Photographing the stars

I blogged and posted photos of starscapes I shot last on a chilly November night this week at about 11 pm. Here’s the executive summary for getting a sharp photo without star trails caused by Earth’s rotation. It was a clear night, but there was a quarter moon so not perfect conditions, best to shoot after moonset or when there’s a new moon. Also, make sure minimal domestic lighting on and away from streetlights. (Protect your camera from cold and damp if you’re outside for a long time and from condensation when you bring it back indoors).

Fix wide angle lens, e.g. 20mm-105mm or prime, to the camera.

Mount camera on a sturdy tripod, pointing up at the stars of interest. Milky Way, a constellation etc.

Set camera’s white balance to tungsten.

Open up the aperture as wide as it will go – lowest f-stop for the lens and camera. f.4.0 was what my Canon lens could manage at 20mm.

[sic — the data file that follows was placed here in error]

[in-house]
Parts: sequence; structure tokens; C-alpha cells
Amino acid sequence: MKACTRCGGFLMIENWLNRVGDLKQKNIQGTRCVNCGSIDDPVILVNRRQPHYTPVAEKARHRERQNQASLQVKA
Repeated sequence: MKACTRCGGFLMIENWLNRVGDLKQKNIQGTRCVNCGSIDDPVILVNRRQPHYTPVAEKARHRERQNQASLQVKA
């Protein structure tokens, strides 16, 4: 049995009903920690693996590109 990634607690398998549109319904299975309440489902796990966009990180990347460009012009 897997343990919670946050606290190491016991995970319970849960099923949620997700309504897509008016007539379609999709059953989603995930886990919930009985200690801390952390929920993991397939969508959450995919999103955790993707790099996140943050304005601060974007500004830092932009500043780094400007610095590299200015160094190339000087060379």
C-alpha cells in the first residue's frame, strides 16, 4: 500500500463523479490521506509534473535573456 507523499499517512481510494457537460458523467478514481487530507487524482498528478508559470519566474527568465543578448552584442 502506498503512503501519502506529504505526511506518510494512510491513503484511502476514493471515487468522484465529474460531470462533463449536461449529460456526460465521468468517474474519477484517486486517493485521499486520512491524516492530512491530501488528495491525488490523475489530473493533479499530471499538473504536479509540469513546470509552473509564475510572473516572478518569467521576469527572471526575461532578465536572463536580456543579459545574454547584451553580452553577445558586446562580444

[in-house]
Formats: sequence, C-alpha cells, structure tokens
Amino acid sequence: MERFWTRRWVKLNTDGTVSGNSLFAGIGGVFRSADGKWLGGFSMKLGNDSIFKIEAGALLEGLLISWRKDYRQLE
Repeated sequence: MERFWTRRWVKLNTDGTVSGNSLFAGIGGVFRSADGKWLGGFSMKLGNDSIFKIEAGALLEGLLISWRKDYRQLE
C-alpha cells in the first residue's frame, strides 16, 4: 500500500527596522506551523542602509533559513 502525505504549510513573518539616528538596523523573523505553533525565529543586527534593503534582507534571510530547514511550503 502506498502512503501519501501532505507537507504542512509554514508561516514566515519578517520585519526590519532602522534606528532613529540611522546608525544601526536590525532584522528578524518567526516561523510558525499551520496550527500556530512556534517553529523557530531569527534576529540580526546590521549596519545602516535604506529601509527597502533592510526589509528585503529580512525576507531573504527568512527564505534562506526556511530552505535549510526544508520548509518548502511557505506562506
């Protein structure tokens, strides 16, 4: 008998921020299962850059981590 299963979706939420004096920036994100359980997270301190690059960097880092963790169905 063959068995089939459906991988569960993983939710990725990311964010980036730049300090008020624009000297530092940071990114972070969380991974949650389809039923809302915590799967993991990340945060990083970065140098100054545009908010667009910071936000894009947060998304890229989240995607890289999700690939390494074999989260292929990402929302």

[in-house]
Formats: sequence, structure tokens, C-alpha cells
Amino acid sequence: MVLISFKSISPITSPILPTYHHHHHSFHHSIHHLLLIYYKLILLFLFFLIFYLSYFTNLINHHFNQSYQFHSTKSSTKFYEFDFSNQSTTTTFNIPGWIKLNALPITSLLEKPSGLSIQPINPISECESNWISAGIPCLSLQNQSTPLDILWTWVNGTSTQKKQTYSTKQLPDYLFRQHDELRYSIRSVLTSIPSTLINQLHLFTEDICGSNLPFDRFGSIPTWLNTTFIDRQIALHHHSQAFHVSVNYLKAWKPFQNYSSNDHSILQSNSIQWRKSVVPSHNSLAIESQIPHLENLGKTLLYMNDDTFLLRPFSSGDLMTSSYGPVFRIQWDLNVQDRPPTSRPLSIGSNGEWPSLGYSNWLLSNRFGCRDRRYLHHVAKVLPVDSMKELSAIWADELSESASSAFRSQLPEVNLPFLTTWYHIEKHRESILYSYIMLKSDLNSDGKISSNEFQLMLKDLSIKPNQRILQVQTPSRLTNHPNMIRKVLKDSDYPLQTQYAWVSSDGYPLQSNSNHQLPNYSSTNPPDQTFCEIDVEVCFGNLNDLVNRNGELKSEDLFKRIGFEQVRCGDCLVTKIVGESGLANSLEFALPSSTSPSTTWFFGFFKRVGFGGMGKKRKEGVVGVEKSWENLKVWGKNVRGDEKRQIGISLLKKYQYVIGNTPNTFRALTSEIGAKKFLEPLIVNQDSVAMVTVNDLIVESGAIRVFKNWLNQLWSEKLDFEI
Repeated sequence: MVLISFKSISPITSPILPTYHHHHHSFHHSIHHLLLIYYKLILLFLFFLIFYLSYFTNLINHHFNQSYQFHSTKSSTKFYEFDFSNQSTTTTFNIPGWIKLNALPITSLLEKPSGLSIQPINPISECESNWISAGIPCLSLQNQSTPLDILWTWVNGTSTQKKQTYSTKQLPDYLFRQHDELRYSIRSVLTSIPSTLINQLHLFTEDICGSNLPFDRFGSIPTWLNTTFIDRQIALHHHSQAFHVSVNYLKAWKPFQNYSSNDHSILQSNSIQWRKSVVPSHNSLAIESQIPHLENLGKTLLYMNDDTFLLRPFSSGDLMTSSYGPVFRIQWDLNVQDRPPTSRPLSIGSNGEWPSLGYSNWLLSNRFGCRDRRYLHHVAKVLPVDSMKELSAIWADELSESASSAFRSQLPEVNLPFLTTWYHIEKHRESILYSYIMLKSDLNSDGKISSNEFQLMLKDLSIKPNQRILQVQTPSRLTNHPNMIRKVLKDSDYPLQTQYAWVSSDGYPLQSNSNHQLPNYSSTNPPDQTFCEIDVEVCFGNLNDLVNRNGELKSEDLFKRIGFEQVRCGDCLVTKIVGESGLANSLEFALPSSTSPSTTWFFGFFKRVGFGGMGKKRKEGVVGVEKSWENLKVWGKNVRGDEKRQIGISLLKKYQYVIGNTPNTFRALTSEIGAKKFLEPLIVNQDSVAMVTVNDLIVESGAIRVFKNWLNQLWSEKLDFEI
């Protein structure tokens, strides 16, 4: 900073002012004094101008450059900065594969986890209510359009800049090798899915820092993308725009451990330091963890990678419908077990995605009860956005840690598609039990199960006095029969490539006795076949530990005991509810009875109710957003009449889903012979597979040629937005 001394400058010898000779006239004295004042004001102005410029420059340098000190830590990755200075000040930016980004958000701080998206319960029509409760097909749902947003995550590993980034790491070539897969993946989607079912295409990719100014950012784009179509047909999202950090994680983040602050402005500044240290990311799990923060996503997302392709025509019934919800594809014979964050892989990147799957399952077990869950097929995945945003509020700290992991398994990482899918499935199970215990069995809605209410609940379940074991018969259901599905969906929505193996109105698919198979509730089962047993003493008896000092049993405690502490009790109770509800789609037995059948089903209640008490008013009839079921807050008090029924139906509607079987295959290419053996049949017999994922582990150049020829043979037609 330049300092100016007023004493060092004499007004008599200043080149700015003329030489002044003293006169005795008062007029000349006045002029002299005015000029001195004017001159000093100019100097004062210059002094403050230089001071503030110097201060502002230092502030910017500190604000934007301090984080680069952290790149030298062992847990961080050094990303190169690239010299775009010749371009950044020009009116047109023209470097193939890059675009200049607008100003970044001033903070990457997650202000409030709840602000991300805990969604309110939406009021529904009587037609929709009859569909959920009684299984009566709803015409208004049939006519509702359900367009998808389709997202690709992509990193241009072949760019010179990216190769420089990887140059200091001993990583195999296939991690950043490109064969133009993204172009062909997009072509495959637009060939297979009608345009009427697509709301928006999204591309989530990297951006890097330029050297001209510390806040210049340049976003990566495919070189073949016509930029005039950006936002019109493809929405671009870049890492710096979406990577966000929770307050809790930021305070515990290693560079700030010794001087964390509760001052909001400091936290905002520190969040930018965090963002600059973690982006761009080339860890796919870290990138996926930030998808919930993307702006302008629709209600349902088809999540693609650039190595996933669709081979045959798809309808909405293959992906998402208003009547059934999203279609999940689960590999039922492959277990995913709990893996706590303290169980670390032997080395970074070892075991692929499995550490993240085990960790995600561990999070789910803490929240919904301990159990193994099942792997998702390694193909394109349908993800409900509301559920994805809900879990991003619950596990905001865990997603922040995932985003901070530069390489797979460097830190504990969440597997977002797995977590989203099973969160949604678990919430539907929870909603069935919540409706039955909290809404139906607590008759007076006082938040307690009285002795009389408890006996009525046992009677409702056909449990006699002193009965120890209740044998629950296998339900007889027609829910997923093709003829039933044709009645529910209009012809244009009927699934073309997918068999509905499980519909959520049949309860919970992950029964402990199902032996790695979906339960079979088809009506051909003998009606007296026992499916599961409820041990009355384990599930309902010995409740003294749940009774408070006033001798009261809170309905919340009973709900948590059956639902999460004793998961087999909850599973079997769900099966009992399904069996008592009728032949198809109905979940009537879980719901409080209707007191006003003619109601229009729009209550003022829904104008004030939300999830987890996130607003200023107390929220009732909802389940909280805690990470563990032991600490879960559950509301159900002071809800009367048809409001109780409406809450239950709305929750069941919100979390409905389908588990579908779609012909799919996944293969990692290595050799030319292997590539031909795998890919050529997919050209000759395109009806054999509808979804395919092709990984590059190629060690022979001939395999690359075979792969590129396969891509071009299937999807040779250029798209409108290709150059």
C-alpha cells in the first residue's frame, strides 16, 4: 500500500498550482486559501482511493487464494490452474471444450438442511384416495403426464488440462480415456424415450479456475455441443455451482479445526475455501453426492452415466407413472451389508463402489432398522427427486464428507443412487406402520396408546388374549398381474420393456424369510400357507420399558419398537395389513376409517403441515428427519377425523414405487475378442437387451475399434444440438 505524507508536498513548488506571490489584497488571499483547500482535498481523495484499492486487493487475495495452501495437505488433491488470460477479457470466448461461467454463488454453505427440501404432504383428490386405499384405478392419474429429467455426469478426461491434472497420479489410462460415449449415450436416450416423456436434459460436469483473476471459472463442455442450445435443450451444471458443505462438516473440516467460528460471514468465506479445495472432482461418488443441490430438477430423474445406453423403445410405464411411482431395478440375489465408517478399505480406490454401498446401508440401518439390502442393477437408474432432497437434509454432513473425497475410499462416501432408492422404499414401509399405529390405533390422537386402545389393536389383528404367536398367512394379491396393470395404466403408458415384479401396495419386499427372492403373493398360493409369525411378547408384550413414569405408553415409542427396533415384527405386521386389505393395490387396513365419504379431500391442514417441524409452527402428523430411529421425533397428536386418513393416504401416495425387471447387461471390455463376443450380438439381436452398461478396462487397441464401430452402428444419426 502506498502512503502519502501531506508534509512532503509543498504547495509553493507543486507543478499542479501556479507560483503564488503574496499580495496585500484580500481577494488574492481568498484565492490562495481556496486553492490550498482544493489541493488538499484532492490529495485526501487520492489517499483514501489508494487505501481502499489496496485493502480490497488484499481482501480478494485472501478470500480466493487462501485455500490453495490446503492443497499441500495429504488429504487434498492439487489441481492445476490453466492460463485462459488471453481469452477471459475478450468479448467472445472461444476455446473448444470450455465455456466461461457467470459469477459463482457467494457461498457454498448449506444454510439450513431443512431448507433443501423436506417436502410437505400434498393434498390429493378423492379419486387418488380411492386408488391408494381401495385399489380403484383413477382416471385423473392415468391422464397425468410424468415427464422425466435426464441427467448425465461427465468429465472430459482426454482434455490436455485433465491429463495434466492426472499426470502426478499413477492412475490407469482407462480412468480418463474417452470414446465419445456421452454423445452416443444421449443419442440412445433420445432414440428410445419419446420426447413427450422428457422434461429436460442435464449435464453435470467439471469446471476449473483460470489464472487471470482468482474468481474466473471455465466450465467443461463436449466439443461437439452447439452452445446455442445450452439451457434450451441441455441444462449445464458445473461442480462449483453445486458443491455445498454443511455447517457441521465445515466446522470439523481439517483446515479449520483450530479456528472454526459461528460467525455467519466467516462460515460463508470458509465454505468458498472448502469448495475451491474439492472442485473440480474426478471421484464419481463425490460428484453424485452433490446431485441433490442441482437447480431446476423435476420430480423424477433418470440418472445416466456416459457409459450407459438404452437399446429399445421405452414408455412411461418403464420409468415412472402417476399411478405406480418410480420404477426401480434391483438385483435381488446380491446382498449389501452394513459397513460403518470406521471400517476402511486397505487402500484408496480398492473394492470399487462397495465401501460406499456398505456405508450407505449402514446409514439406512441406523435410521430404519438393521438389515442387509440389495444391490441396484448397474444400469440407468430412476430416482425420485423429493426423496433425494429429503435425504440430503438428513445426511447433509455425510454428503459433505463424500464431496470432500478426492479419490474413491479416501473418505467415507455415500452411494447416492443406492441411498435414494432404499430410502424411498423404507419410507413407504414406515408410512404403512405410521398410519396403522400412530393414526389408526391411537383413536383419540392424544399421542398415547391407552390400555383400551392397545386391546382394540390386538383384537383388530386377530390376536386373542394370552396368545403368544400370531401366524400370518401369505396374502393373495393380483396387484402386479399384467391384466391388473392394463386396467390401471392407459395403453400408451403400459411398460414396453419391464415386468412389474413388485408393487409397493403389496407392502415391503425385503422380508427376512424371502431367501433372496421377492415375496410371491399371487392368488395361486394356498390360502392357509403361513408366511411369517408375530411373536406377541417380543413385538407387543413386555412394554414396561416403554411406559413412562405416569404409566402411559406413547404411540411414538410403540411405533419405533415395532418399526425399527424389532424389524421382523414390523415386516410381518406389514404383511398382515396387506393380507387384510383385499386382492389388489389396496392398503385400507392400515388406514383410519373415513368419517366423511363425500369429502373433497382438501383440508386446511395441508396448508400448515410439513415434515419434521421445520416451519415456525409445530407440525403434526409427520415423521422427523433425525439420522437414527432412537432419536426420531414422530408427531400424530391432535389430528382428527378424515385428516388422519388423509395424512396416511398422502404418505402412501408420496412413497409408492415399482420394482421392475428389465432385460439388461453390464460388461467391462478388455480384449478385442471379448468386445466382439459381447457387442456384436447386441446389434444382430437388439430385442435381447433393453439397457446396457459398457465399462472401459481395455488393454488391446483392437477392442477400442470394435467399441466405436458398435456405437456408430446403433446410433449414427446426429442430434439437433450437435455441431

Set ISO to about 1600, but lower it, if you get a lot of purple speckly noise.

Make the shutter speed no slower than 500/focal length, for 20mm that would be 25 seconds. That avoids star trails. If brightest stars look too blown out, shorten the shutter time.

Manually focus.

Set a shutter time delay or use a cable release or app to take the shot.

If you can find somewhere dramatic, like a mountain range, all the better. I made do with the roofline of our houses as a context to the sky.

Thanks to Practical Photography magazine for initial stellar inspiration.

Author: bob投注平台

Award-winning freelance science writer, author of Deceived Wisdom. Sharp-shooting photographer and wannabe rockstar.